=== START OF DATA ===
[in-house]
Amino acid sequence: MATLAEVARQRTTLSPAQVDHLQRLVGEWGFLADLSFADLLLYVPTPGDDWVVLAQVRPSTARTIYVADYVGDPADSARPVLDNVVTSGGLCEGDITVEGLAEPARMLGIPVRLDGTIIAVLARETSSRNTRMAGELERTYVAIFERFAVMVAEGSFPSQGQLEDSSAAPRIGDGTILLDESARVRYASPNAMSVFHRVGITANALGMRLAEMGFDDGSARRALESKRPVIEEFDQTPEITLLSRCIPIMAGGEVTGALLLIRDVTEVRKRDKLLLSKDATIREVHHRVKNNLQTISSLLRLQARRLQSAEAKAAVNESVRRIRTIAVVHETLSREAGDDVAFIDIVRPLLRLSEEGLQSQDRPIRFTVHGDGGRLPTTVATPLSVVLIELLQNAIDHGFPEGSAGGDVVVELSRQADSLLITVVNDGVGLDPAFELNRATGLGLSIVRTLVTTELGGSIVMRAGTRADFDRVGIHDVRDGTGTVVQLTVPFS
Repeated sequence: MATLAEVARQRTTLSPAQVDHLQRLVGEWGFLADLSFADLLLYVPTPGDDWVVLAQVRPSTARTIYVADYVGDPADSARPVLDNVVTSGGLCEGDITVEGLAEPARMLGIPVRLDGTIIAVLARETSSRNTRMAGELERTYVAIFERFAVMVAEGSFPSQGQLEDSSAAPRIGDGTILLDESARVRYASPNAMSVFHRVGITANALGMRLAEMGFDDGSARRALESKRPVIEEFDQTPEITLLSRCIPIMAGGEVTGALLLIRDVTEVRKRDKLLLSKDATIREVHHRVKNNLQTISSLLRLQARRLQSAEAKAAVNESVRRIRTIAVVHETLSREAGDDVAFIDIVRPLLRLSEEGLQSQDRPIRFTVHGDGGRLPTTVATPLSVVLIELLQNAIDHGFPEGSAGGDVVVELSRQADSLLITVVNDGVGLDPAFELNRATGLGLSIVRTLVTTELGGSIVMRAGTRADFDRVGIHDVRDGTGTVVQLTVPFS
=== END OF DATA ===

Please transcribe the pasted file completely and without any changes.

[in-house]
Amino acid sequence: MATLAEVARQRTTLSPAQVDHLQRLVGEWGFLADLSFADLLLYVPTPGDDWVVLAQVRPSTARTIYVADYVGDPADSARPVLDNVVTSGGLCEGDITVEGLAEPARMLGIPVRLDGTIIAVLARETSSRNTRMAGELERTYVAIFERFAVMVAEGSFPSQGQLEDSSAAPRIGDGTILLDESARVRYASPNAMSVFHRVGITANALGMRLAEMGFDDGSARRALESKRPVIEEFDQTPEITLLSRCIPIMAGGEVTGALLLIRDVTEVRKRDKLLLSKDATIREVHHRVKNNLQTISSLLRLQARRLQSAEAKAAVNESVRRIRTIAVVHETLSREAGDDVAFIDIVRPLLRLSEEGLQSQDRPIRFTVHGDGGRLPTTVATPLSVVLIELLQNAIDHGFPEGSAGGDVVVELSRQADSLLITVVNDGVGLDPAFELNRATGLGLSIVRTLVTTELGGSIVMRAGTRADFDRVGIHDVRDGTGTVVQLTVPFS
Repeated sequence: MATLAEVARQRTTLSPAQVDHLQRLVGEWGFLADLSFADLLLYVPTPGDDWVVLAQVRPSTARTIYVADYVGDPADSARPVLDNVVTSGGLCEGDITVEGLAEPARMLGIPVRLDGTIIAVLARETSSRNTRMAGELERTYVAIFERFAVMVAEGSFPSQGQLEDSSAAPRIGDGTILLDESARVRYASPNAMSVFHRVGITANALGMRLAEMGFDDGSARRALESKRPVIEEFDQTPEITLLSRCIPIMAGGEVTGALLLIRDVTEVRKRDKLLLSKDATIREVHHRVKNNLQTISSLLRLQARRLQSAEAKAAVNESVRRIRTIAVVHETLSREAGDDVAFIDIVRPLLRLSEEGLQSQDRPIRFTVHGDGGRLPTTVATPLSVVLIELLQNAIDHGFPEGSAGGDVVVELSRQADSLLITVVNDGVGLDPAFELNRATGLGLSIVRTLVTTELGGSIVMRAGTRADFDRVGIHDVRDGTGTVVQLTVPFS